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    [2018 New] Album Still Corners Slow Air Leak [[zip]] Download

    ============ALBUM LISTEN & DOWNLOAD HERE============

    FULL ALBUM CLICK HERE: http://mp3now.live/1402912569-still-corners-slow-air-2018-126

    ============ALBUM LISTEN & DOWNLOAD HERE============

    Tracklist:
    1. In the Middle of the Night
    2. The Message
    3. Sad Movies
    4. Welcome to Slow Air
    5. Black Lagoon
    6. Dreamlands
    7. Whisper
    8. Fade Out
    9. The Photograph
    10. Long Goodbyes

    ============ALBUM LISTEN & DOWNLOAD HERE============

    (ZiP) Still Corners Slow Air (2018) download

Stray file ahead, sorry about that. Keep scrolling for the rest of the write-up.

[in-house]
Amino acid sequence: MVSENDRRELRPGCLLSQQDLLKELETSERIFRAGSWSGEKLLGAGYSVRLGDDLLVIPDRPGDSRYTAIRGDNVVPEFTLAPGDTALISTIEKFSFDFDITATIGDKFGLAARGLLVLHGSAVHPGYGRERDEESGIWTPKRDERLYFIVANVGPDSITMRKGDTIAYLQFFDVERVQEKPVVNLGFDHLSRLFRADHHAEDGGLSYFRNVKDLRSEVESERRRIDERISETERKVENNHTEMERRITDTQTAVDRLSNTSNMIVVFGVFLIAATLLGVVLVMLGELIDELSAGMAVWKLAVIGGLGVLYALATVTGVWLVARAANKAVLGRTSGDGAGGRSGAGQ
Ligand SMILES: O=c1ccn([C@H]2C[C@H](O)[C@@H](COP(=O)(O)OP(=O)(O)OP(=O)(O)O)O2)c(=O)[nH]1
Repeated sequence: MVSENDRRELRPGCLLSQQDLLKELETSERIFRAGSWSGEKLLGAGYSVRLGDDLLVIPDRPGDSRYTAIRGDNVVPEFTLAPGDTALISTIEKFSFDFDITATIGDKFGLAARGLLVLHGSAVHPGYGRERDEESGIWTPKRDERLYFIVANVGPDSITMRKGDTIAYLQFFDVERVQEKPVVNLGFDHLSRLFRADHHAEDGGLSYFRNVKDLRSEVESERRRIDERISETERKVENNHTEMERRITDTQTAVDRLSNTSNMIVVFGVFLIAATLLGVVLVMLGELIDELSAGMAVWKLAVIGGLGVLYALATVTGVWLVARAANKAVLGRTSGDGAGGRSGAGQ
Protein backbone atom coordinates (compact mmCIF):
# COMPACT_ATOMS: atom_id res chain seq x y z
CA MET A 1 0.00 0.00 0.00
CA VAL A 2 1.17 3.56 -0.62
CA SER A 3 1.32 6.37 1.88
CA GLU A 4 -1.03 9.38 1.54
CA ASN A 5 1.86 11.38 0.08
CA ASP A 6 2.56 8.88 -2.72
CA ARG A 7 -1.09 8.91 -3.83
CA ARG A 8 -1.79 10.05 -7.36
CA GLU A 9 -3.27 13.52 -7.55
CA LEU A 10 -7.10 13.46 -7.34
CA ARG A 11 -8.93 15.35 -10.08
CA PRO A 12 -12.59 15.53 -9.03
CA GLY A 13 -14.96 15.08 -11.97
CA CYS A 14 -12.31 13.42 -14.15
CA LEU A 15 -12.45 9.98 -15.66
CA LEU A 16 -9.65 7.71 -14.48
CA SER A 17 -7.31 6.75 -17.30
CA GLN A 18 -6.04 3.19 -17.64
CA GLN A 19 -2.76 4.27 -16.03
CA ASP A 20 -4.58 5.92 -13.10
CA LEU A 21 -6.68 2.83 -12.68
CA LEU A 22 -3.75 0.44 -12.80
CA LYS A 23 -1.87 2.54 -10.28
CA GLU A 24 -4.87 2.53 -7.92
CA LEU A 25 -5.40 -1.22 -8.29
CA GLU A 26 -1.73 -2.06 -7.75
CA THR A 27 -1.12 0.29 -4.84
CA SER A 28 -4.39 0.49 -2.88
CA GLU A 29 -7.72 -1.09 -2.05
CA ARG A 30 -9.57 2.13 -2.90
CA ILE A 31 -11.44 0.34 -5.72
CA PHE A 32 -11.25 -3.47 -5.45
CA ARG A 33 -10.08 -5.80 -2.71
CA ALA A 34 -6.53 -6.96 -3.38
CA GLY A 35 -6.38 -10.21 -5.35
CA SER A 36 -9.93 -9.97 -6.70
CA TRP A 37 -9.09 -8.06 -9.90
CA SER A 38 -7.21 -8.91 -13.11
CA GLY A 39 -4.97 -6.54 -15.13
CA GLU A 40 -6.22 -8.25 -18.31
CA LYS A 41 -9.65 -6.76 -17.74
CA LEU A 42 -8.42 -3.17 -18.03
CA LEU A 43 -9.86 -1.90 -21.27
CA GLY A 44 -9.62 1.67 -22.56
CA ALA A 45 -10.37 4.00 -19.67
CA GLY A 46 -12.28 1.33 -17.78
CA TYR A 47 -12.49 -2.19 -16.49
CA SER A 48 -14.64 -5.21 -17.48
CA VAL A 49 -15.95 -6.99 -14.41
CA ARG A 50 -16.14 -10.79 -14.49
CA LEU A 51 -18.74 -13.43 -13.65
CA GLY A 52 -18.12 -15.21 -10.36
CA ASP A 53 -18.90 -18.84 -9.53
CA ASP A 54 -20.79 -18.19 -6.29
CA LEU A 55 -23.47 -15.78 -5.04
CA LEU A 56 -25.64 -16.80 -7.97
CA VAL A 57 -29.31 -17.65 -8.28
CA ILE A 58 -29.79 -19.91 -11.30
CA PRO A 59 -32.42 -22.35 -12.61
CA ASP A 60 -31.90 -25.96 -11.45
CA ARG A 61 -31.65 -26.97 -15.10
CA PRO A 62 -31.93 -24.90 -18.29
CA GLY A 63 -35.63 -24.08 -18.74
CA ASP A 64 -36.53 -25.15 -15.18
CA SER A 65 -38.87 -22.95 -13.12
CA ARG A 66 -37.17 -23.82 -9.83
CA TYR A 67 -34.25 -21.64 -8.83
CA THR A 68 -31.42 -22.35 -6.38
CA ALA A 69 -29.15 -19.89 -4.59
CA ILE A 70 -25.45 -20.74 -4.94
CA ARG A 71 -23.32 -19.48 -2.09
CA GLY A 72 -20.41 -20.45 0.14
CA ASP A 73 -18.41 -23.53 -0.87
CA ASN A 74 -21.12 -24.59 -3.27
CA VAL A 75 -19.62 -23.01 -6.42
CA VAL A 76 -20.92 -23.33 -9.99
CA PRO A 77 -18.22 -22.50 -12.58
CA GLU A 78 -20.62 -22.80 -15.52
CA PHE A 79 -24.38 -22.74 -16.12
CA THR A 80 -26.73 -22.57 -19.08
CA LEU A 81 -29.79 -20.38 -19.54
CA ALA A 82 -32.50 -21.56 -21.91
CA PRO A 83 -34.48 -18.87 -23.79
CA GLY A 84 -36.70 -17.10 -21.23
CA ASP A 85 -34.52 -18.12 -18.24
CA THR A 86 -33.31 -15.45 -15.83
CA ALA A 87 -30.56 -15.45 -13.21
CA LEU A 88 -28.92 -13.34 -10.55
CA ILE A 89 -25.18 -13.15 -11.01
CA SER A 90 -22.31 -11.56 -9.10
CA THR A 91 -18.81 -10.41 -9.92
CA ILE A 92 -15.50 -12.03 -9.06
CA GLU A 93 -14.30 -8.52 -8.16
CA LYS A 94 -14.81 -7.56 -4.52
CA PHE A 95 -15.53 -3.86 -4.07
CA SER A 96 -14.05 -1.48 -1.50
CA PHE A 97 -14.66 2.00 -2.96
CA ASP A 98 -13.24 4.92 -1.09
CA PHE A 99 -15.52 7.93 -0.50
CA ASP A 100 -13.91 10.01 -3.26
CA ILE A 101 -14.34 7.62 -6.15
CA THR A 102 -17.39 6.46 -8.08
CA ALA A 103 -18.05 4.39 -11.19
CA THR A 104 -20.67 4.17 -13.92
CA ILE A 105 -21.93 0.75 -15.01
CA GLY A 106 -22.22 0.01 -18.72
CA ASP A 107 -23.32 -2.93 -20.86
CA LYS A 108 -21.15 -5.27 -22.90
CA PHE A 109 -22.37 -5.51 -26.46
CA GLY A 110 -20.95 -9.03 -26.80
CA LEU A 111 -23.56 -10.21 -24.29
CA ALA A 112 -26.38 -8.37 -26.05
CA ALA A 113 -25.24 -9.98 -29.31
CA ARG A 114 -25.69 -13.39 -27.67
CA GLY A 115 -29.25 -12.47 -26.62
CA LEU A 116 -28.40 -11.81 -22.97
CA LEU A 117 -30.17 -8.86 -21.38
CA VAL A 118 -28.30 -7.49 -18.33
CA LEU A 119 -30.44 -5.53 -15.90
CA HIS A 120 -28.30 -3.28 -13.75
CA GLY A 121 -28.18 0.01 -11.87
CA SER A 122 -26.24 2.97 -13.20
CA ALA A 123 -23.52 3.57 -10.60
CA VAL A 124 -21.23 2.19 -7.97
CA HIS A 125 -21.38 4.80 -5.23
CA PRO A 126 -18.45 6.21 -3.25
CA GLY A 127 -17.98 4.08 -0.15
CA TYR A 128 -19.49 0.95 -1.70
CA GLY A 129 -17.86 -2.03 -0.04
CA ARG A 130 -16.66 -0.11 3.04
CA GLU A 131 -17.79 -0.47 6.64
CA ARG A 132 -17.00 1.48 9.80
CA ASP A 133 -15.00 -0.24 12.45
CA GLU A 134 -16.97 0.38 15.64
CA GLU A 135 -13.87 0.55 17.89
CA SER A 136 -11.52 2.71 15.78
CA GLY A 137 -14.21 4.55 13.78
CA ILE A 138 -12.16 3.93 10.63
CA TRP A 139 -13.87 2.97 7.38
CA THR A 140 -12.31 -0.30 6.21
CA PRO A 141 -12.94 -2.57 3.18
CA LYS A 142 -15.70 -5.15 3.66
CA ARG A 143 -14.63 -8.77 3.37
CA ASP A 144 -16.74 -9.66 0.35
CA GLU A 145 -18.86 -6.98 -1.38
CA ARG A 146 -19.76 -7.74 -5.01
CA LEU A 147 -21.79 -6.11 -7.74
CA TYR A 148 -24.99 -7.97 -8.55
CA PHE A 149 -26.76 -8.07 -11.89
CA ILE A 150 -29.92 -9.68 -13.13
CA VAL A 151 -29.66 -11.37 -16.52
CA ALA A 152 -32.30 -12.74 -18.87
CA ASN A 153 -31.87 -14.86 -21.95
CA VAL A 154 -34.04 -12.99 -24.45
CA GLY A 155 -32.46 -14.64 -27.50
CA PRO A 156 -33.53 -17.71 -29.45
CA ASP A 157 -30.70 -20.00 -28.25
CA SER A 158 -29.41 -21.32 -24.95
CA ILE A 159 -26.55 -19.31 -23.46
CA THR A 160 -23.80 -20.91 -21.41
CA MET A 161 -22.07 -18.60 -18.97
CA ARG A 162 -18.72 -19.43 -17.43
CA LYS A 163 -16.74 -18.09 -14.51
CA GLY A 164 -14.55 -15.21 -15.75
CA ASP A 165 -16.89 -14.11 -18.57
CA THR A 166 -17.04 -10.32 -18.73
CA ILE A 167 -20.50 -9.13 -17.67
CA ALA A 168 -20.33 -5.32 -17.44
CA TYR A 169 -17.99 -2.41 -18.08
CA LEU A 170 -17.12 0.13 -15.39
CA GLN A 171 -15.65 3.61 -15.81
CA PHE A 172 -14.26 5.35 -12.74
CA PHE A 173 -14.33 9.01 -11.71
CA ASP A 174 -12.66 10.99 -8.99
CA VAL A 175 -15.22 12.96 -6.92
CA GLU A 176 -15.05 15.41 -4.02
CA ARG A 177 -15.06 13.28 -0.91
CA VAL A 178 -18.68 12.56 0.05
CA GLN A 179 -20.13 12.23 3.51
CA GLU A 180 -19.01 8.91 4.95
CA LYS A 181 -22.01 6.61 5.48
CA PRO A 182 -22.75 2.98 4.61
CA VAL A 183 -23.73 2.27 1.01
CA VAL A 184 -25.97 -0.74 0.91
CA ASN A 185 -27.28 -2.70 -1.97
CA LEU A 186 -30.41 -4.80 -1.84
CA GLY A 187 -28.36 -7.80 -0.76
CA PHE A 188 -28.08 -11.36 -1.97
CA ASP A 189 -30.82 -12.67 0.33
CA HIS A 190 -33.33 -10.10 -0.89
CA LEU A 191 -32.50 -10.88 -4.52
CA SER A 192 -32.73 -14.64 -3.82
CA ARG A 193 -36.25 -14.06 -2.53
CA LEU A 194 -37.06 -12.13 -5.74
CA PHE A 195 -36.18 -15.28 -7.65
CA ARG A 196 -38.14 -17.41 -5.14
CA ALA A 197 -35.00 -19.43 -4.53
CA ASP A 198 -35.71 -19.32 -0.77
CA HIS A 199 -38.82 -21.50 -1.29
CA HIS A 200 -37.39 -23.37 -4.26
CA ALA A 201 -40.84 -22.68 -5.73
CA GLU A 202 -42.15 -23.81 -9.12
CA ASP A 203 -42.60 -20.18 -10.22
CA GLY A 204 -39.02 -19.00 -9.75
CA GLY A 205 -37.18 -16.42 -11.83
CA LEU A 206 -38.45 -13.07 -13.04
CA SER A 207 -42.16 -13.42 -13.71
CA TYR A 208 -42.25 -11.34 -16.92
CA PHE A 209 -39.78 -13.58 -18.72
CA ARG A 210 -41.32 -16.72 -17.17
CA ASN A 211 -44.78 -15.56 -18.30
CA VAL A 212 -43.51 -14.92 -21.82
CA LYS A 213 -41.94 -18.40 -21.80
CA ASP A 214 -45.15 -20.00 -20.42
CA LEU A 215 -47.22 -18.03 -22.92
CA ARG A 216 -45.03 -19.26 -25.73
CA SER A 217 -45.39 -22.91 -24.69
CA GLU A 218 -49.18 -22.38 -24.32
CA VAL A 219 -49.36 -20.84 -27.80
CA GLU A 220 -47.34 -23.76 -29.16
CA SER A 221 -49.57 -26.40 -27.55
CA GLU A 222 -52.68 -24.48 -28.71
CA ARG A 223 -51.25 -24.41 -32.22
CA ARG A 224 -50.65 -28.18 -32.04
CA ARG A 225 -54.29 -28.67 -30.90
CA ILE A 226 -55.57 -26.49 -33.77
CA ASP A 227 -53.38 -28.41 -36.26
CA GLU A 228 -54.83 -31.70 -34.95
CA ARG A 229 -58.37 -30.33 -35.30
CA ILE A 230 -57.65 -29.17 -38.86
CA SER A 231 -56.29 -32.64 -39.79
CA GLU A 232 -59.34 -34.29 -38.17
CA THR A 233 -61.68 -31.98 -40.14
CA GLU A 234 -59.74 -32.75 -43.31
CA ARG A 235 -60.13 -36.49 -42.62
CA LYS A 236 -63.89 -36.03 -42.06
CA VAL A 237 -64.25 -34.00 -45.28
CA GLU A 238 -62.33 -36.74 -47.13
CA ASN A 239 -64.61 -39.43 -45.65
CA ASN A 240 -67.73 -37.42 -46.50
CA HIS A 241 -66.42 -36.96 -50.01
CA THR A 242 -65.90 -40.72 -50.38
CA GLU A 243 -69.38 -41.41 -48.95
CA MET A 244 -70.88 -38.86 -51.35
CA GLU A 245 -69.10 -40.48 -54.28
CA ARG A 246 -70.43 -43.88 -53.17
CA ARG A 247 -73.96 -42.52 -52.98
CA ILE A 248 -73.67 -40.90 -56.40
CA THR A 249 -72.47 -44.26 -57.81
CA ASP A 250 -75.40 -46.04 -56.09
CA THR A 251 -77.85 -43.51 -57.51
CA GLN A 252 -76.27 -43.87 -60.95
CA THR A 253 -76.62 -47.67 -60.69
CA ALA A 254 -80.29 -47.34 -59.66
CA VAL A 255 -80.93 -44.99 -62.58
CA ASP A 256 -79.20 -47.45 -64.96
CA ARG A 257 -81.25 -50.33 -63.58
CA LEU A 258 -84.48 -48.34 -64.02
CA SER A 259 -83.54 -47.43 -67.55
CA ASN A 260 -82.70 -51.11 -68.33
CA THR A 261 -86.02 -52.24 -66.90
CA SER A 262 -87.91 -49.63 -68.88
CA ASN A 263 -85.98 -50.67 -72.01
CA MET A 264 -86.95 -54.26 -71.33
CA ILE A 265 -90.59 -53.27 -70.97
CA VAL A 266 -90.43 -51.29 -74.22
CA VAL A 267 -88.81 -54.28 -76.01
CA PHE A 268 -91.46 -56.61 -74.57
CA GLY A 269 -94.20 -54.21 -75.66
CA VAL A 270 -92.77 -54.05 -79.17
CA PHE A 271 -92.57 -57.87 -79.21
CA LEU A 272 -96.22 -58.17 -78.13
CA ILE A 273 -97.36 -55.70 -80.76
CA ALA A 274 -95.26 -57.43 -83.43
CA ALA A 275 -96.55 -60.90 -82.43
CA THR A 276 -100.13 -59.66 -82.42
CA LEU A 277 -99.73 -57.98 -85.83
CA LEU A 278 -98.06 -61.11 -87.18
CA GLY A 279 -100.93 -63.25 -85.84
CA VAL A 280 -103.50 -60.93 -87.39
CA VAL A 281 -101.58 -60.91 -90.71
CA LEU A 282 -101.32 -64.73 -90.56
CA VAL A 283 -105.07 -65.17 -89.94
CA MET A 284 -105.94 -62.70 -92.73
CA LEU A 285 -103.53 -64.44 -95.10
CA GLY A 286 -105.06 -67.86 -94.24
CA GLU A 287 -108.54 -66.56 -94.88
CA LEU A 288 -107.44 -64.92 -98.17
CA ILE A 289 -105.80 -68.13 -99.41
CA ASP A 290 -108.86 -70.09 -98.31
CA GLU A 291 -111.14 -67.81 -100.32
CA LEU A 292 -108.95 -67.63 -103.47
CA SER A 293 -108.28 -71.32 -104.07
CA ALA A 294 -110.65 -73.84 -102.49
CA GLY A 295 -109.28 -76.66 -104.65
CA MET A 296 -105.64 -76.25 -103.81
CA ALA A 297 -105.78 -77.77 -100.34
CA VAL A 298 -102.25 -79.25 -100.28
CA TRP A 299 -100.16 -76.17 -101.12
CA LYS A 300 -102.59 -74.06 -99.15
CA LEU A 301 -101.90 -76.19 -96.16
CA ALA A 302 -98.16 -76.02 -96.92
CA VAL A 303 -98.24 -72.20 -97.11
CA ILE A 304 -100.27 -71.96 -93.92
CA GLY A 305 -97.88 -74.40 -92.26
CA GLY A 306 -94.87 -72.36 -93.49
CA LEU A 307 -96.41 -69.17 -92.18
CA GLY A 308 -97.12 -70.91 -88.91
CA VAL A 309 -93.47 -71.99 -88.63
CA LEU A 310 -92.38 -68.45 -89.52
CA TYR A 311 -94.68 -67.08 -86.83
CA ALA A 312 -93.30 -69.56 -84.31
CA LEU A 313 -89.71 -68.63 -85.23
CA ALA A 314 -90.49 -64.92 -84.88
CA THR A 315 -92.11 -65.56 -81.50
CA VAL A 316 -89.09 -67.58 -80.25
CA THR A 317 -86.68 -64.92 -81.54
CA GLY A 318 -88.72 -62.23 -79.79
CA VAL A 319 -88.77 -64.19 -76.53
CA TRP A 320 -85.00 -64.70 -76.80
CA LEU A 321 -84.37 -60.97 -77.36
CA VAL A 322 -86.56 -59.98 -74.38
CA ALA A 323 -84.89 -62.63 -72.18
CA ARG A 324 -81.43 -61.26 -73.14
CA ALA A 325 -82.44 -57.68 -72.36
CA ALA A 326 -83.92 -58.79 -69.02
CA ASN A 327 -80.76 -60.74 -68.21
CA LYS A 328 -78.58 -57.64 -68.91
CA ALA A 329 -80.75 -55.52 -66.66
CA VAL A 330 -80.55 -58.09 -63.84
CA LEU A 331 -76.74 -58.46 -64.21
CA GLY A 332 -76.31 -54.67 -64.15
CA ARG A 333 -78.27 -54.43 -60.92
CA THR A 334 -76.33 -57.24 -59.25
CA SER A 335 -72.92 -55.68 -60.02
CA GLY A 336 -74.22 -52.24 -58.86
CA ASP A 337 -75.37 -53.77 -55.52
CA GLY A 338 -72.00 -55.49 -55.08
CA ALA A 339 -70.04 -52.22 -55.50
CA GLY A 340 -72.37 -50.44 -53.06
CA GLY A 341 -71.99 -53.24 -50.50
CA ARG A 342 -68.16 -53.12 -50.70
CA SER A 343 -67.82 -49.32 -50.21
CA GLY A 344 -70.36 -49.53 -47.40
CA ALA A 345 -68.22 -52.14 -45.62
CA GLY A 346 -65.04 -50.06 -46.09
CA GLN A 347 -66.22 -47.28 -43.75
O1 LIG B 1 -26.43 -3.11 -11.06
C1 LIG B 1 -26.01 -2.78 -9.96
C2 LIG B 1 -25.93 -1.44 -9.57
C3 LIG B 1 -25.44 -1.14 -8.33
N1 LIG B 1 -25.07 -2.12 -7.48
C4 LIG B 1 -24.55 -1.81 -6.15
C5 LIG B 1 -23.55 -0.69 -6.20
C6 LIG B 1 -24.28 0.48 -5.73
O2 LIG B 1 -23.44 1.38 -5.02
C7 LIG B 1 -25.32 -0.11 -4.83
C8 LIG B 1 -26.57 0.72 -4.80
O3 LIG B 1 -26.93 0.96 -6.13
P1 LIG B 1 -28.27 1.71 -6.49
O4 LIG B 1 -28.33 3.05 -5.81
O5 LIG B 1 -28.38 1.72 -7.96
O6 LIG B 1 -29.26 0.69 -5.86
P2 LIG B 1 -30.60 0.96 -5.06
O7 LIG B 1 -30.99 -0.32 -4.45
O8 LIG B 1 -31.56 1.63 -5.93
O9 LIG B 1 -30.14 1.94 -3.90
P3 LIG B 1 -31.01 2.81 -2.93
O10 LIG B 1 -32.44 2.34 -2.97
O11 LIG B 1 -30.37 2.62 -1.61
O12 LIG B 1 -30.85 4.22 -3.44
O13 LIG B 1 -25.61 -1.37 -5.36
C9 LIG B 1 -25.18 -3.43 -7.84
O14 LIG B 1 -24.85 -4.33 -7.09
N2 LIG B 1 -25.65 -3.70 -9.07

At their overthrow, the duet of Tessa Murray and Greg Hughes, given to many as Still Corners, sound like a less enthused shelter bond of The Sundays. When at their élite (2013 album Strange Pleasures), they counterfeit a intermix of The Blue Nile and Mazzy Star. That being aforesaid, their lath excursion through intoxicating realms of whole ala revery explosion titled Slow Air, pins them smack-dab in the intermediate. Still Corners’ last album, 2016’s Dead Blue, was a one-comment, inconsiderable item of ethereality— it live simply for esthetic intend and signaled a measure back for the band disposed the ever-alter kind of its precursor, Strange Pleasures. Nevertheless, the duo came into their own concerning the genre’s cotter elements of whirring synthesizers and unharmonious guitars for a technically true display. As a bastard progression, Slow Air observer Still Corners purify their craft while cave deeper into the type’s stem with homages to Acts of the Apostles preference Stereolab, Lush and of course, everyone’s favorite compare when discussing dream pop — the Cocteau Twins. With the snap of a digit, the melting of all consciousness break of day on listeners with the opening wake titled ‘In The Middle Of The Night’—a torpid and splenetic accord that flood outward like a broken beat release in lingering motion. Here, spiritually guitar, synth and Murray’s nostalgic vocals net together like sand desist into high tide waters. The track to maintain, ‘The Message,’ blatantly hearken to the noir sensibilities of Julee Cruise, as foreboding bass broods under a psychedelic axe mood, hurried likely a enlightenment lavish late in the lately evening. ‘Sad Movies’ consume at the sound of a exude synth lead and twangy arrangements—it’s sonically modest but allows enough room for Murray’s muted vocals to take pivot station this time around. Unfortunately, her precept test dismal as she murmur a resounding yet hackneyed chorus, “Sad movies make me cry / I Mr.’t know why / they jog me of you.” ‘Welcome to Slow Air’ is a tidings-building contain that undertake up tropical haven and a eavesdrop that’s illusive, nebular but overly compliant. You can end your observation and commodiously imagine yourself roam through a jungle late at darkness as the soundscape swathes listeners in unreal trypiece of birds cooing and infold sifting through leaves. It’s a track could easily fit right into any St. Lucia album or even as a b-side on M83’s Hurry Up We’re Dreaming, but it touch incredibly out of place here. The prior wake’s languid escapism fetters way to a discordant jolt of resolution Americana in ‘Black Lagoon,’ which so occur to be the album’s outstanding cut. Announcing itself with prominence, the entice sincere is a absolute shift of rack from this progress castle in the air—amongst the register’s solifugous melancholy, ‘Black Lagoon’ beguile with warmth and gaiety. Nevertheless, the direction single withhold listeners on their hoof with dynamic instrumentation as guitar plunges through with an up-tempo energy in spite of its bashful, grumbling sitar drift. While the atmosphere of Slow Air captivate with captivating stratum of sedated synth and breathtaking reverb, the fine production quality can’t spare Still Corners from sinking into the increasingly packed waters of the somnial unexpectedly scenery. With the likes of Beach House and Wild Nothing possession already snatch the rug from below the performance of dreamers alike by free consummately stunning jut themselves, Still Corners at last agony to signalize themselves with their languid involve of escapism. Once you vie the everywhere safe of Slow Air with the aforementioned Acts of the Apostles, Still Corner’s lath lacks intimacy and perceive forgettable, peculiarly when you begin import the album’s hasty open of lyrical complication into the equation.